WASHINGTON – Our enemy and our other enemy are friends.
Russian Defense Minister Sergei Shoigu recently made a desperate trip to North Korea to convince Pyongyang to sell artillery ammunition to Moscow for use in its 18-month-old war on Ukraine, the White House revealed on Wednesday.
“Arms negotiations between Russia and the DPRK are actively advancing,” said National Security Council spokesman John Kirby, using the official acronym for North Korea.
Since Shoigu’s trip, Russian President Vladimir Putin and North Korean leader Kim Jong Un have been exchanging letters, “pledging to increase their bilateral cooperation,” according to Kirby.
“Our information further indicates that following Shoigu’s visit, another group of Russian officials traveled to Pyongyang for follow-on discussions about potential arms deals between the DPRK and Russia,” he said. “Following these negotiations, high level discussions may continue in coming months.”
The North Korea contacts continue a theme of Russia reaching out to fellow US adversaries, such as Iran, to secure weapons for use in Ukraine — which is heavily supported with military aid from more than 50 countries, including America.
While North Korea has publicly stated that they will not sell arms to Russia, US officials “remain concerned that [they] continue to consider providing military support to Russia’s military forces in Ukraine,” Kirby said.
“Toward the end of last year, [North Korea] delivered infantry rockets and missiles into Russia for use by Wagner [mercenary group,]” Kirby said. “Since then, Russia has been actively seeking to acquire additional munitions from [them] on numerous occasions.”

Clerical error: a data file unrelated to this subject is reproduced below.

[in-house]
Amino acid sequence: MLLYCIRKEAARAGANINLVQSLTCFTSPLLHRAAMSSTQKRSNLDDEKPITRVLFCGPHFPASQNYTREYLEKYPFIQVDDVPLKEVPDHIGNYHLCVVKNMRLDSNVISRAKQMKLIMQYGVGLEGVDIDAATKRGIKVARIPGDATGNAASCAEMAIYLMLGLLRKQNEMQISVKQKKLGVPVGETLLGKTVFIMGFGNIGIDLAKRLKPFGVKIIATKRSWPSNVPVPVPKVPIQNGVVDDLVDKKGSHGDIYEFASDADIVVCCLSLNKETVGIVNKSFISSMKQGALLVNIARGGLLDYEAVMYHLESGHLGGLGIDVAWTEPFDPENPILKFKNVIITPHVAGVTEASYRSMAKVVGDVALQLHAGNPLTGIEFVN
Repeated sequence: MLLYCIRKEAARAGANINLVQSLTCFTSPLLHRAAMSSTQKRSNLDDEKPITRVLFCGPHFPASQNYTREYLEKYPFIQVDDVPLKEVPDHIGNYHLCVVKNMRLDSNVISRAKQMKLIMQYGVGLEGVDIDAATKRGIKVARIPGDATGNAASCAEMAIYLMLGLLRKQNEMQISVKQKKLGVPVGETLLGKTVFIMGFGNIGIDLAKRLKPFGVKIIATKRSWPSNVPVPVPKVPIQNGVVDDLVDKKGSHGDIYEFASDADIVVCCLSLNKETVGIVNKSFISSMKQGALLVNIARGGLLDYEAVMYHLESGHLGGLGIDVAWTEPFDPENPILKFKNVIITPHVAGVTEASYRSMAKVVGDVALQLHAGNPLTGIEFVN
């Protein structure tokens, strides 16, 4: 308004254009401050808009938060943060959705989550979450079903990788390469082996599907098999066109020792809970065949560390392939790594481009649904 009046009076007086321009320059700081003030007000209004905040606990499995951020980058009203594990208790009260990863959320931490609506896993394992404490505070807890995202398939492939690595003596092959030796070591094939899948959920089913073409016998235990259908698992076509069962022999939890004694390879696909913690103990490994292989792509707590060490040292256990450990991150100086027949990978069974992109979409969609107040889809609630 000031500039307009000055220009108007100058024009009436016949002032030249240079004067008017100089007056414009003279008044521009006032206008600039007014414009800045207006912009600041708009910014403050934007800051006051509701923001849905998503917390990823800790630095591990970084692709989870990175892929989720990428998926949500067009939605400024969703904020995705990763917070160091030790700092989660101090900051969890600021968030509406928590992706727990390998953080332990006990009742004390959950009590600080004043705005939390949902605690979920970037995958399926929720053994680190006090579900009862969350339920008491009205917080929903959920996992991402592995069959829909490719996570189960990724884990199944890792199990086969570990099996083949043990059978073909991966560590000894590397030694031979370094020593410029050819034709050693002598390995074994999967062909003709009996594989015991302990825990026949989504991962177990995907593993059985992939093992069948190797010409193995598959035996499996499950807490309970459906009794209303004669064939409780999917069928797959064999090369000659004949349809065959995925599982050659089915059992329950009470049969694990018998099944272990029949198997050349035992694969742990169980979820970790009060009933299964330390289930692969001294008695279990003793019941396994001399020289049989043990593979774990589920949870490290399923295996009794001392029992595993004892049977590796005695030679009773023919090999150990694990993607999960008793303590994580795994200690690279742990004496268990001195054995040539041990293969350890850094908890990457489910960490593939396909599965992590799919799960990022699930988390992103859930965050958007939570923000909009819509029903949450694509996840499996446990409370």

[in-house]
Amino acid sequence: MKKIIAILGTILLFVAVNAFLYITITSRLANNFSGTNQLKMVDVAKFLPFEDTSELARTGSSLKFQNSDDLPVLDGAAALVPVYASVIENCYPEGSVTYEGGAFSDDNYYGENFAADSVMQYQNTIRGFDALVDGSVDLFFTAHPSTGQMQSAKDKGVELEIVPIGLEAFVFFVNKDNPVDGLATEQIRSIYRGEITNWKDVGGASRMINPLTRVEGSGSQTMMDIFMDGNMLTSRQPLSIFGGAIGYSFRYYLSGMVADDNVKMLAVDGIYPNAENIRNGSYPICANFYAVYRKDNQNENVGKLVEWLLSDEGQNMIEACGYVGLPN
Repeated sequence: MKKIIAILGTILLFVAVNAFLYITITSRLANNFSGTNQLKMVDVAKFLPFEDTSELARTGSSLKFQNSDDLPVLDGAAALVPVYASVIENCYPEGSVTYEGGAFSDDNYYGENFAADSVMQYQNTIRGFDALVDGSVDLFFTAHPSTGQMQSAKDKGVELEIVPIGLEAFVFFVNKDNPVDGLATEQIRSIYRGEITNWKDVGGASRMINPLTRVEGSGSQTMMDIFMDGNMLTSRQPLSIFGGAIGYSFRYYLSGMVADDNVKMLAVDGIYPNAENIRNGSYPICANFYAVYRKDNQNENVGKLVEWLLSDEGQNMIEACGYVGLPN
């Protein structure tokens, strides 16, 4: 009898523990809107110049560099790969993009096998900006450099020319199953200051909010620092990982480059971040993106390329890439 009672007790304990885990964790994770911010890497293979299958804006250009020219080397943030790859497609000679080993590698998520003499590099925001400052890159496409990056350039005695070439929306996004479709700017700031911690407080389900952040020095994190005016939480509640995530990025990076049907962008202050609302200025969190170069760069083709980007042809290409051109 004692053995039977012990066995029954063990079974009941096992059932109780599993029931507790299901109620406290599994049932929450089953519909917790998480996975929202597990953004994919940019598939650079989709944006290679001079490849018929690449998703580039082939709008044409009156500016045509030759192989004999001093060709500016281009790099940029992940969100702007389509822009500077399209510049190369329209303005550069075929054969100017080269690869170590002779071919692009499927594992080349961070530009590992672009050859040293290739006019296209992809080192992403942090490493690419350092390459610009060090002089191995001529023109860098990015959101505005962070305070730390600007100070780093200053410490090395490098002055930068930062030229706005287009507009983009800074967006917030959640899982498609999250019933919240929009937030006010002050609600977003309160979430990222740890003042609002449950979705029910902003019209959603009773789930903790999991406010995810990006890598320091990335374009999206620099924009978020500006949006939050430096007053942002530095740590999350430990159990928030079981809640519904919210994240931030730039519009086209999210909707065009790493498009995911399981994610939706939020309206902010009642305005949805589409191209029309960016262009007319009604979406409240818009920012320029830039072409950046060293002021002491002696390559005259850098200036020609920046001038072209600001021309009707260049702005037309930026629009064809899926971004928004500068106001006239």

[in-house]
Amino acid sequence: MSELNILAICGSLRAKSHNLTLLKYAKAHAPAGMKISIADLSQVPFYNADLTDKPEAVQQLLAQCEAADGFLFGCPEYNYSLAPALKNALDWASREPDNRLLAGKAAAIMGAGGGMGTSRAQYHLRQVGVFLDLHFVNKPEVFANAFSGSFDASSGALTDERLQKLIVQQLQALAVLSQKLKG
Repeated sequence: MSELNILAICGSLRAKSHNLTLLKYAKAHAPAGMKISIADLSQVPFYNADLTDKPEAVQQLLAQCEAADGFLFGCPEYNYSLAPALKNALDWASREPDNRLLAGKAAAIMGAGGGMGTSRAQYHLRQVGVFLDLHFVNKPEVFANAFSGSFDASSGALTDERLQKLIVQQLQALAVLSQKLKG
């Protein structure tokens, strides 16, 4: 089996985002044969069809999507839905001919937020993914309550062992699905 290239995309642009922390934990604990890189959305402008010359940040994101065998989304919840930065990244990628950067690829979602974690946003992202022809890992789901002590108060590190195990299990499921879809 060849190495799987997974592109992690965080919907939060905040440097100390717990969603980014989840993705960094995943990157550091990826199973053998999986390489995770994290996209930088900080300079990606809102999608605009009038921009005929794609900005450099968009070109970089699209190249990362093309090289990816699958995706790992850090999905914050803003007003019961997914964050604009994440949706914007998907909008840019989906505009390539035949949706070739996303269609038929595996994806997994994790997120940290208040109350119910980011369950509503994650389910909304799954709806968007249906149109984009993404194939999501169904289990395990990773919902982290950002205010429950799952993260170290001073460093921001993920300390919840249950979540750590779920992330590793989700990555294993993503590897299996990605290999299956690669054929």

Formerly one of the strongest forces fighting for Russia in Ukraine, the Wagner Group is no longer considered a serious threat in Ukraine following the recent death of its leader, Yevgeny Prigozhin.
The Kremlin is suspected of shooting down Prigozhin’s plane on Aug. 23, two months after he led an attempted coup against Putin’s government
While Kirby did not specify what weapons may be included in the new potential deals, intelligence suggests they involve “significant quantities and multiple types of initiatives” from North Korea that the Russian military plans to use in Ukraine, Kirby said.
“An arms deal between the DPRK and Russia would directly violate a number of UN Security Council resolutions,” Kirby said.
The deals with North Korea could also involve provisions of raw materials to support Russia’s defense industrial base, which has suffered under international trade restrictions levied since Moscow invaded Ukraine on Feb. 24, 2022.
“Export controls and sanctions are very much targeted at trying to eliminate Russia’s ability to to have those kinds of raw materials and basic ingredients to to provide to provide to the military manufacturing capability,” Kirby said.
Washington is “monitoring the situation closely” and is ready to tale action “by exposing and sanctioning individuals and entities working to facilitate arms deals between these two countries,” Kirby said.
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